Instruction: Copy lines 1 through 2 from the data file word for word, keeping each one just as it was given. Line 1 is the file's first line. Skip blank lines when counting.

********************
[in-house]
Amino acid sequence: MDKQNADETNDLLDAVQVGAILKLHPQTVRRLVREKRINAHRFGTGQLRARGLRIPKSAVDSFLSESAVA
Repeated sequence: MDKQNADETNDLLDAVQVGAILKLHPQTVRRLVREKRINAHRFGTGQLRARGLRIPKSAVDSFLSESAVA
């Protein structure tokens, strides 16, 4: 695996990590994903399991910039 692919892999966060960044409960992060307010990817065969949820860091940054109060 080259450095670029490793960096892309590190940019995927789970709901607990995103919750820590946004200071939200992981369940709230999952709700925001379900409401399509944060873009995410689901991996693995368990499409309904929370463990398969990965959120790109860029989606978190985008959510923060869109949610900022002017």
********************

[in-house]
Amino acid sequence: MDKQNADETNDLLDAVQVGAILKLHPQTVRRLVREKRINAHRFGTGQLRARGLRIPKSAVDSFLSESAVA